A growing number of people are looking to the water to socially distance amid the coronavirus pandemic. That’s good news for the boat industry, which has seen a dramatic increase in sales. (Aug. 11)

AP Domestic

LOS ANGELES – Jean d’Assonville finally found the boat of his dreams, not an easy accomplishment in the middle of a pandemic.

He bought a 50-foot sailboat, one he hopes to eventually sail around the world, and sold his 28-footer at a time when a red-hot market for just about everything that floats is making purchasers’ pickings far slimmer than usual.

“With the whole pandemic and lots of sales going on, I feel very lucky,” said d’Assonville, of Altadena, California. “Everyone is buying boats.”

Everyone, indeed. Families have shunned airlines, hotels, cruises and other crowded vacation options this summer. Instead, they have opted for more personal transportation choices that make it easier to fend off the coronavirus, whether it is recreational vehicles, bicycles or in this case, boats. 

Total new boat sales – from personal watercraft to yachts – in May were the highest in a decade, and June was strong as well, reports the National Marine Manufacturers Association,based on the latest sales figures available.

When it comes to new power boats alone, the 115,000 sold in May and June combined represented a 30% increase over the same two months last year.

Boat slips are in demand. Boating destinations, such as Catalina Island off the Southern California coast, saw higher demand for moorings in July than the same month a year ago. And the market for used boats has been so tight that yacht brokers are left scraping for new listings.

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And oh, are they busy.

“It’s insane, actually,” said Jack Silver, a salesman for Marina del Rey Yacht Sales situated in a harbor that’s home to thousands of boats on Los Angeles County’s west side.

He says the firm has been selling about 11 boats a month, up from the usual two or three, since the pandemic took hold. The number of used boats is so limited that some are being bought sight unseen, he said.

Perhaps best of all for the industry, the pandemic is bringing a lot of new buyers out of the woodwork. Some are landlubbers who used to own a boat who now yearn to own one again, said Mike Pretasky Jr., CEO of boat dealer SkipperBud’s and Silver Sea Yachts. They’re buying everything in sight, whether it’s fishing boats, pontoon boats, water skiing boats or something else.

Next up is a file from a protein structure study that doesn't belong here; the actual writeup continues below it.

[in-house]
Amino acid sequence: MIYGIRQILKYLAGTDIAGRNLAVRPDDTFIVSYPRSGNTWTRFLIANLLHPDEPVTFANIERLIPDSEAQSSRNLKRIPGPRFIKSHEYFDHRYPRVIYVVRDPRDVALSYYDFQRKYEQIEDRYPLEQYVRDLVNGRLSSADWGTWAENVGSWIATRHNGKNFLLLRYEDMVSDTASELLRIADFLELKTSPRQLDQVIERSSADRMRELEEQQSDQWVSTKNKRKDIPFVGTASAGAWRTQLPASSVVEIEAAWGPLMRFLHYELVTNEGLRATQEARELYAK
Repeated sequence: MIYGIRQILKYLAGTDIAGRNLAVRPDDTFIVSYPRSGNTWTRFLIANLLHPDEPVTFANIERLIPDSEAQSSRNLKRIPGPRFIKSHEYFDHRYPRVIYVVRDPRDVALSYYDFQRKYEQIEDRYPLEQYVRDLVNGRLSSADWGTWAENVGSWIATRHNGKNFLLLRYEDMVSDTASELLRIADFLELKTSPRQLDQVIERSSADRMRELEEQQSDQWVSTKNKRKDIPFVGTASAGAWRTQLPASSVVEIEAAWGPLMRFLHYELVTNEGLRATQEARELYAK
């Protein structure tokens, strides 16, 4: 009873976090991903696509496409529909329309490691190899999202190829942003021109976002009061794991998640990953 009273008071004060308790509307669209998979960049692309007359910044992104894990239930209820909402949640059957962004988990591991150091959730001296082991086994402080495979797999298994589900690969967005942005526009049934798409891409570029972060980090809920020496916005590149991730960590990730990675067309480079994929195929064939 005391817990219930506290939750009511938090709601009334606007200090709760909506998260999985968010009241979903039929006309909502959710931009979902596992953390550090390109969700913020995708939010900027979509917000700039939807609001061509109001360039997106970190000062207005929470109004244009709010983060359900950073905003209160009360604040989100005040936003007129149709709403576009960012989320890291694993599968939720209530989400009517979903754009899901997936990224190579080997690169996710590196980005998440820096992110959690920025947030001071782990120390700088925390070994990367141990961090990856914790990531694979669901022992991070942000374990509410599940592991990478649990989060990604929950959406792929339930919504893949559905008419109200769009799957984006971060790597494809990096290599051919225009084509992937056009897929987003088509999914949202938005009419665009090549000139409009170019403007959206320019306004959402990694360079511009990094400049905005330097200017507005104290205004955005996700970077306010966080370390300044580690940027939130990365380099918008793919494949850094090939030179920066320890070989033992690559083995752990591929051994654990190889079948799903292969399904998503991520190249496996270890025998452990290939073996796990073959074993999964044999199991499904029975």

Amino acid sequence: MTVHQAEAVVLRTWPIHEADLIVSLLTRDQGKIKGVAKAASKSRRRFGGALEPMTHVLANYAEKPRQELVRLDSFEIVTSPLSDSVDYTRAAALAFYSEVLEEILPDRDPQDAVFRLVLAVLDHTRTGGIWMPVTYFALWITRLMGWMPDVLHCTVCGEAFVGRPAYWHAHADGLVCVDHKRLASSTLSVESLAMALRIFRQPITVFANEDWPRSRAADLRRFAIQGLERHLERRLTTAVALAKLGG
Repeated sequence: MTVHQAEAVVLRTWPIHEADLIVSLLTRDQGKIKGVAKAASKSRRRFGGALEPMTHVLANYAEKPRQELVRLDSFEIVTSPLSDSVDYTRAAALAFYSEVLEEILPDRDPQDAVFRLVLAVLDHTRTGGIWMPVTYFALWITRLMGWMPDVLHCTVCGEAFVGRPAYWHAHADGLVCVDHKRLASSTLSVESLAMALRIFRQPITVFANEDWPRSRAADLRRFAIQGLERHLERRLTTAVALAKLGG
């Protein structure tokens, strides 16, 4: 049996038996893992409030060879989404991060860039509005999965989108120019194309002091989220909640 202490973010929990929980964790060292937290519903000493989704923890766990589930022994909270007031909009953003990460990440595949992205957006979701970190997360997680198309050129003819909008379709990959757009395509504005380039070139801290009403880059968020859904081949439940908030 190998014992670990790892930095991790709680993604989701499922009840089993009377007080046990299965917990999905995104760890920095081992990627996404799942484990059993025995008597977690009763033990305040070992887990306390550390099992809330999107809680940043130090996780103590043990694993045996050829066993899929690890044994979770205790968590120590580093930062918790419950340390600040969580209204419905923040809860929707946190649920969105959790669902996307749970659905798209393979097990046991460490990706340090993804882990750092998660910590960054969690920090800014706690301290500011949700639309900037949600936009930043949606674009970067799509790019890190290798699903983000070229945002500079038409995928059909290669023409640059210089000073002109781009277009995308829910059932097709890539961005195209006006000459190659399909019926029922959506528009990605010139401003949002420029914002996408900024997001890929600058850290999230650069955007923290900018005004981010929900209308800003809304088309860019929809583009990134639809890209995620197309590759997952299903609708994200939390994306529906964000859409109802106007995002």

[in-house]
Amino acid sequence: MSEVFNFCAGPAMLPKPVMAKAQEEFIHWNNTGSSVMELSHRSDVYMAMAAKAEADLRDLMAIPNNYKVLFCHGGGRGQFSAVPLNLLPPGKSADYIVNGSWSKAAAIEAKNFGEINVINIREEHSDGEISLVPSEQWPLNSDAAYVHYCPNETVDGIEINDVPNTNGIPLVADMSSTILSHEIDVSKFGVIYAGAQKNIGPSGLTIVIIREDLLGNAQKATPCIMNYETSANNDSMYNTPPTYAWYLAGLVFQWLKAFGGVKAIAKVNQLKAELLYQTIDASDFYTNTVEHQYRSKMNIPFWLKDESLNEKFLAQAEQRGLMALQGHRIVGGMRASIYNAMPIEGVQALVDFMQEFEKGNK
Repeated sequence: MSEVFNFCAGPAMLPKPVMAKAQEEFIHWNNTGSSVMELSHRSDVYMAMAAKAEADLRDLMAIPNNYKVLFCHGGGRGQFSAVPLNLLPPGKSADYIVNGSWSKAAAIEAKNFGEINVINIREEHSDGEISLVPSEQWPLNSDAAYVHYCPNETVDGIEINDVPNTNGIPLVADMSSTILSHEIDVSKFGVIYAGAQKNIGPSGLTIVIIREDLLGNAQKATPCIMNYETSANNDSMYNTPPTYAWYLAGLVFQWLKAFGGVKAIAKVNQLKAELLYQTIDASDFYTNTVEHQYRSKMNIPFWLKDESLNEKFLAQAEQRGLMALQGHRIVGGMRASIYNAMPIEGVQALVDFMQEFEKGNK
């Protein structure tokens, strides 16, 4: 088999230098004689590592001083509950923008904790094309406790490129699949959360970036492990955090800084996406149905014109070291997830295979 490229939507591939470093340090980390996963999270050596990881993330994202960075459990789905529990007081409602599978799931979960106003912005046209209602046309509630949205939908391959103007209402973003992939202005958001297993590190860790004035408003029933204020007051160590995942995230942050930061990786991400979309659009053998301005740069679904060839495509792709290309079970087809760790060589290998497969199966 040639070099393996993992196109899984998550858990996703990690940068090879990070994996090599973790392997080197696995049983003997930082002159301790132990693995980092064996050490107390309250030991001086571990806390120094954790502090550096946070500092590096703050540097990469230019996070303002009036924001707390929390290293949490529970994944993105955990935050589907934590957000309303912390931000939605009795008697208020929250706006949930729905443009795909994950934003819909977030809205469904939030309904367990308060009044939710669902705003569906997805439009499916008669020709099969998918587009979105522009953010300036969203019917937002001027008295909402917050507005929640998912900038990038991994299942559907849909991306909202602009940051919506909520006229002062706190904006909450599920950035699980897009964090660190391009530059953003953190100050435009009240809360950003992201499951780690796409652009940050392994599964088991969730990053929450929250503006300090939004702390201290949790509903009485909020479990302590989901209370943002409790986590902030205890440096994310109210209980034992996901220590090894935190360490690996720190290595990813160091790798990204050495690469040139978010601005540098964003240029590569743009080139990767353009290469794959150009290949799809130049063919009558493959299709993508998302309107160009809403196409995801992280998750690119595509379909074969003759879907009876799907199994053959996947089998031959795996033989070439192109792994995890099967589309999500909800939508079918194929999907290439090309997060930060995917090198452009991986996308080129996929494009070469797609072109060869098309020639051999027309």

About half of recent boat buyers are first-timers, said Paul Flannery, executive director of the International Yacht Brokers Association, based in Fort Lauderdale, Florida. They’re being lured by the chance to get out of the house and on the water in a socially distanced manner.

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“We have seen unprecedented growth. The industry is absolutely on fire,” he said.

But some newbies are having a hard time adjusting to the nautical life.

David Anthony,an attorney in Nashville, Tennessee, dreamed of owning a boat for years. So when his wife’s sister’s fiance was ready to sell his 20-foot ski boat, Anthony said he snapped it up.

“I always wanted a boat,” he explained. ” I put it on a pedestal. It’s a COVID-safe, outdoor activity.”

With his new boat ready to pick up on a trailer, Anthony encountered his first problem: He deemed his Nissan Leaf electric compact car not beefy enough to tow it. So he traded it for a four-wheel-drive pickup. 

Then there was the matter of backing the trailer into his driveway. He said he spent 90 minutes trying to get it to fit. After that exercise, Anthony decided maybe keeping it in the water would be wiser. He said his wife called a long list of marinas, finding most slips were taken, but finally managed to snag one on Percy Priest Lake.

He’s had the boat out a couple of times but still isn’t totally comfortable being a skipper. “Every time I drive to the lake, I have a knot in my stomach” fearing something will go wrong, he said. Maybe the engine won’t crank or something will have broken. Nothing has, but he still frets.

So far, it mostly been smooth sailing, but not enough to be convinced the seafaring life is for him. Between the boat slip hassles and having to buy the truck, “I absolutely regret purchasing it,” he said, recognizing he’d feel just as bad if he hadn’t.

As for d’Assonville, an aircraft company executive, no regrets.

He considered his boat to be a bargain and it will become his floating home when he retires in a few years, a ticket to adventure. “My lady and I want to go sailing for the rest of time,” he said.

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